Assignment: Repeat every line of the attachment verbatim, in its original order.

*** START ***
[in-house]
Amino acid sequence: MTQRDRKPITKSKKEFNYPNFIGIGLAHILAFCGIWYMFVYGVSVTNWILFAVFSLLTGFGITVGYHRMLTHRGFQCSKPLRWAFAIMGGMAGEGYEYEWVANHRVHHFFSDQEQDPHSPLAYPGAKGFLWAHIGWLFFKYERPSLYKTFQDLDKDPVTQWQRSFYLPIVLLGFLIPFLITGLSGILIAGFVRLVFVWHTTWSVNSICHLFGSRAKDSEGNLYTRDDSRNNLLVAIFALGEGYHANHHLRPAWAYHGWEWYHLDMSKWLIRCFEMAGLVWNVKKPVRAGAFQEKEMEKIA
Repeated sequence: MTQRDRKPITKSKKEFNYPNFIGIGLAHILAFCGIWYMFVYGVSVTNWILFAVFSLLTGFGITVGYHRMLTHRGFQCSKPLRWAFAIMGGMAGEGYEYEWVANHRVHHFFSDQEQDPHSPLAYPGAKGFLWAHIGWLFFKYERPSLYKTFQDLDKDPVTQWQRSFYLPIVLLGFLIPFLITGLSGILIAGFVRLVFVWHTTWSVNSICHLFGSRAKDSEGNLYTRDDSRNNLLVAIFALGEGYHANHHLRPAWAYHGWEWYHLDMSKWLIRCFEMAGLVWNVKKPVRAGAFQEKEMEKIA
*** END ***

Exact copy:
[in-house]
Amino acid sequence: MTQRDRKPITKSKKEFNYPNFIGIGLAHILAFCGIWYMFVYGVSVTNWILFAVFSLLTGFGITVGYHRMLTHRGFQCSKPLRWAFAIMGGMAGEGYEYEWVANHRVHHFFSDQEQDPHSPLAYPGAKGFLWAHIGWLFFKYERPSLYKTFQDLDKDPVTQWQRSFYLPIVLLGFLIPFLITGLSGILIAGFVRLVFVWHTTWSVNSICHLFGSRAKDSEGNLYTRDDSRNNLLVAIFALGEGYHANHHLRPAWAYHGWEWYHLDMSKWLIRCFEMAGLVWNVKKPVRAGAFQEKEMEKIA
Repeated sequence: MTQRDRKPITKSKKEFNYPNFIGIGLAHILAFCGIWYMFVYGVSVTNWILFAVFSLLTGFGITVGYHRMLTHRGFQCSKPLRWAFAIMGGMAGEGYEYEWVANHRVHHFFSDQEQDPHSPLAYPGAKGFLWAHIGWLFFKYERPSLYKTFQDLDKDPVTQWQRSFYLPIVLLGFLIPFLITGLSGILIAGFVRLVFVWHTTWSVNSICHLFGSRAKDSEGNLYTRDDSRNNLLVAIFALGEGYHANHHLRPAWAYHGWEWYHLDMSKWLIRCFEMAGLVWNVKKPVRAGAFQEKEMEKIA